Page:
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'Age' is now more than just years

An old adage states that "age is just a number," but one new study published in the journal Population and Development Review takes this phrase to another level. The study revealed that there are numerous factors that go into determining a person's age, and they could have a significant impact on medical treatments. 

Researchers at the International Institute for Applied Systems Analysis recently focused their efforts on determining which factors should be considered when dealing with the aging population. In the past, most of the focus for medical professionals and patients was on chronological age. However, this new study found that qualities such as overall health, brain function and life expectancy all play a role in the aging process, and as such they need to be considered when determining "age."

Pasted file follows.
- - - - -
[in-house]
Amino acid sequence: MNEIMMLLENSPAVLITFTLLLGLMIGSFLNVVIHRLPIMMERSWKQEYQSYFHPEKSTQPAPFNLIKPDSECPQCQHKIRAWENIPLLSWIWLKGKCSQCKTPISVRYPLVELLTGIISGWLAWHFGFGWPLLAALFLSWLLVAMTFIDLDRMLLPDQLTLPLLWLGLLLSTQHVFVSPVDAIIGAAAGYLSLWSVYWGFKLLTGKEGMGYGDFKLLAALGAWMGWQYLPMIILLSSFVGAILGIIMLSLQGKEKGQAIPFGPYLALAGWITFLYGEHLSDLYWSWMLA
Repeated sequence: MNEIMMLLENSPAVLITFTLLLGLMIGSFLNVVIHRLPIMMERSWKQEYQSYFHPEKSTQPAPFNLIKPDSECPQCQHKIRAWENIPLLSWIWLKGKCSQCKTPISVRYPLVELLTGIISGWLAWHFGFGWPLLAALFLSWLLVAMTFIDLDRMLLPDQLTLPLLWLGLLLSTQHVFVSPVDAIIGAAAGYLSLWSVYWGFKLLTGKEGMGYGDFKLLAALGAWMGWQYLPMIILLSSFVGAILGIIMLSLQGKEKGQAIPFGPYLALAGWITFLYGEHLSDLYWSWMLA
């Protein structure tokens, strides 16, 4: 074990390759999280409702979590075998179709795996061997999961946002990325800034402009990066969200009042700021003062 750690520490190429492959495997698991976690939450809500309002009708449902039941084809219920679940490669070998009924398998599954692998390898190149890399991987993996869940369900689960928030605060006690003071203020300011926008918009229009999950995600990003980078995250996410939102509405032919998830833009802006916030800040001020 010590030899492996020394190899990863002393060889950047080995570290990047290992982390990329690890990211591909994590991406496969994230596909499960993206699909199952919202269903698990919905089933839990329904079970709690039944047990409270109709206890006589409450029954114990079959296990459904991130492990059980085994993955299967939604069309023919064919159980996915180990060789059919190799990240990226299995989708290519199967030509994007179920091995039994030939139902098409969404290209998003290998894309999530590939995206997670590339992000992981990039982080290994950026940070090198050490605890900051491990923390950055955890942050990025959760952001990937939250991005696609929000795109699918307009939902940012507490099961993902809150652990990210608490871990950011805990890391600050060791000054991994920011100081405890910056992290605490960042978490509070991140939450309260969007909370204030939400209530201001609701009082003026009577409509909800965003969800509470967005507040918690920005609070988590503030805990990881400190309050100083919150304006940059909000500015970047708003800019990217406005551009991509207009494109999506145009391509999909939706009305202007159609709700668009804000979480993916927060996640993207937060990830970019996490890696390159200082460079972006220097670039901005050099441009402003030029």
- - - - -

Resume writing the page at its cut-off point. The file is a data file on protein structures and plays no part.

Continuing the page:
"Your true age is not just the number of years you have lived," said researcher Sergei Scherbov. "It also includes characteristics such as health, cognitive function and disability rates. ... We used to consider people old at age 65. Today, someone who is 65 may be more like someone who was 55 [years old] 45 years ago in terms of many important aspects of their lives." 

This new definition of "old age" may have a considerable effect on the treatment an individual receives. While the outline for care will vary from person to person, taking the different health factors into account can help customize the treatment and medications to best fit an individual's lifestyle. 

No matter what a person's numerical age is, he or she needs to be granted care based on medical age and health issues. There is nothing stopping patients of any age from participating in home enrichment programs that improve their quality of life or even home nursing care that enhances the treatment of any type of injury or condition.